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Study on twins reveals where we look is motivated by genetics


Assistant professor Dan Kennedy (left) and co-author Brian D'Onofrio (right) helped lead a study at IU that found twins follow similar eye patterns when looking at their environments. The study on twins was one of the largest eye-tracking studies. Courtesy Photo Buy Photos

The way the human eye moves is based on genetics, according to the research of two professors in the IU Department of Psychological and Brain Sciences. 

Dan Kennedy and Brian D’Onofrio conducted a study on identical and fraternal sets of twins to determine whether genetics plays a role in how people interact with their surroundings. By tracking the patterns of eye movement of twins when they look at photographs, the professors came to the conclusion that genetics influences eye movement.

“This is one of the larger eye-tracking studies ever performed,” Kennedy said.

Kennedy said the researchers were able to infer genetics influences development because the sets of twins generally looked at the photographs in the same pattern of eye movement. Identical twins had more similar patterns than fraternal twins because they share 100 percent of the same genes.

"It is going to surprise people in a number of fields who do not typically think about the role of genetic factors in regulating such processes as where people look,” D’Onofrio said in a Nov. 9 press release.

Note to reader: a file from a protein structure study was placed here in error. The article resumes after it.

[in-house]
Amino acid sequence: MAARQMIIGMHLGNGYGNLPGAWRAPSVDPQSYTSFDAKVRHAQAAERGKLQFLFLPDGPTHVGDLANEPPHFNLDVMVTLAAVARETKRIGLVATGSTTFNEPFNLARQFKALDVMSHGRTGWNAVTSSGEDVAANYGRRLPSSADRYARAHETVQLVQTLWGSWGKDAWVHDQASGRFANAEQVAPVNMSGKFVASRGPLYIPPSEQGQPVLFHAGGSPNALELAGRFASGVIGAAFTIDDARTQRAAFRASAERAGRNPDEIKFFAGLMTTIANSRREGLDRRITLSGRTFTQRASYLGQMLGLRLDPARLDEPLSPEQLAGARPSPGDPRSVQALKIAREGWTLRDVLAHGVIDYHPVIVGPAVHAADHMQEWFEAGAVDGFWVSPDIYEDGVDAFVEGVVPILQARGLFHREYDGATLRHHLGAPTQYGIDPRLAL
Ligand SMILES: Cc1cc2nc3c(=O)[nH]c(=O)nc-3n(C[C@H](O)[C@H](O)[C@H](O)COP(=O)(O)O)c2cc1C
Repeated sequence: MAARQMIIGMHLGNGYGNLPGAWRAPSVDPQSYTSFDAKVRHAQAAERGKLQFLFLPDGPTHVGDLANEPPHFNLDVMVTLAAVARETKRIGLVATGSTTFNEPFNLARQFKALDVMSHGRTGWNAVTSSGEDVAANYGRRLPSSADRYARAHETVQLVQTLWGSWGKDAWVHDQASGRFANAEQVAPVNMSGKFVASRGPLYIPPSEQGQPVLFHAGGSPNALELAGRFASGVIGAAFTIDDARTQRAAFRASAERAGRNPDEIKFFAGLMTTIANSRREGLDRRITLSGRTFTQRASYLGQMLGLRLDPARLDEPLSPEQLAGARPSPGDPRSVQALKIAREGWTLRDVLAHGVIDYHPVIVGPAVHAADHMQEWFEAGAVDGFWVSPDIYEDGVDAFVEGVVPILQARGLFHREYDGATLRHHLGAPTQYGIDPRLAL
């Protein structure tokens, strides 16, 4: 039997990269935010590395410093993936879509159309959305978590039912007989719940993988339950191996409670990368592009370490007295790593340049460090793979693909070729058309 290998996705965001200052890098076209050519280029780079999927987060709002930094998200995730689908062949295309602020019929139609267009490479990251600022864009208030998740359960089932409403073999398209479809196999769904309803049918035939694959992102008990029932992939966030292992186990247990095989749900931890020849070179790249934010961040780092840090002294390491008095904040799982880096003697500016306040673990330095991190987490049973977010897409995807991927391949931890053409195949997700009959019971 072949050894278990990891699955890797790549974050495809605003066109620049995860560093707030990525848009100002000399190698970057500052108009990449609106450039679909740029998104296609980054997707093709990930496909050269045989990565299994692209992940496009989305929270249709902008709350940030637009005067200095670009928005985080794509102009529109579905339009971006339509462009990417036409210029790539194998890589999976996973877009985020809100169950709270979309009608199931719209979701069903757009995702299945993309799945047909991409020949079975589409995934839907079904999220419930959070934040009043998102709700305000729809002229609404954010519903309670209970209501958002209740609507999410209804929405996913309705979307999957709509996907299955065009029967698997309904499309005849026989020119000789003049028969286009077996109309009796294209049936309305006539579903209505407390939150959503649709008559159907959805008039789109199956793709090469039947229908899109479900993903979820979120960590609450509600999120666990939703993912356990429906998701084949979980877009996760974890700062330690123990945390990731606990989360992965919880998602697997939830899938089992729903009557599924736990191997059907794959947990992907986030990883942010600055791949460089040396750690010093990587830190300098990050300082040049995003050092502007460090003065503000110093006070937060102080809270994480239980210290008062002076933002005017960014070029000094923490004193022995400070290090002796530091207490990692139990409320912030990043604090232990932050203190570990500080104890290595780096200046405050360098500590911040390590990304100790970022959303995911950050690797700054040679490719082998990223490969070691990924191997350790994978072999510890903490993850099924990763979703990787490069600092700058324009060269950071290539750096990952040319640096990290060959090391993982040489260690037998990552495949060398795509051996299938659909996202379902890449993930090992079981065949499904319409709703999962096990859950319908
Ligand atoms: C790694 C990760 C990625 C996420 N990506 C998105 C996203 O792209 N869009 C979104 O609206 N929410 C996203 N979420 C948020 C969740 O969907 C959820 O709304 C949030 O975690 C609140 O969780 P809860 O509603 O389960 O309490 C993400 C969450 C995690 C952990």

Kennedy said D’Onofrio introduced him to one of his colleagues from Sweden, and the study was developed out of a mutual interest among the three. He said it was important to collaborate with Sweden because they have records of twins in their country, and this allowed them to gather nearly 250 pairs of twins around age 11 to take part in their study.

“It’s a big project, bringing that many people into a lab,” Kennedy said. 

Twins were ideal for the study because fraternal and identical twins share the same environment growing up, and identical twins have the same genes. This gave the researchers a better idea of how genetics plays into how a person interacts with their environment.

In the study, each twin looked at 80 pictures of scenes they might encounter in daily life. Kennedy said they would track the eye movement of each twin and test if their attention would fall in the same pattern. Where an individual looks is a non-conscious decision.

“When you’re looking at the world, you have to make these decisions very quickly,” Kennedy said. 

D’Onofrio works in behavioral genetics and normally does work analyzing large amounts of data to find genetic patterns, Kennedy said, adding that his background is in social neuroscience. One major technology he uses is eye tracking.

“We integrated two fields of study that are usually independent of each other,” Kennedy said. 

Kennedy said this study is part of a larger project that is not yet fully developed. He said the goal is to look at specific behaviors such as eye movement to see how they differ among individuals. He said this will allow them to look at how visual attention differs among people with Autism and ADHD. 

“The goal is to look at factors that give rise to different behavior,” Kennedy said. 

Kennedy said eye movement is like “Choose Your Own Adventure” stories, where readers assume the role of the narrator. Because attention is much more than just random focus on objects, people select what they want to look at, and the study connects this with genetics.

“You have limited attention and you have to decide where you deploy it,” Kennedy said. 

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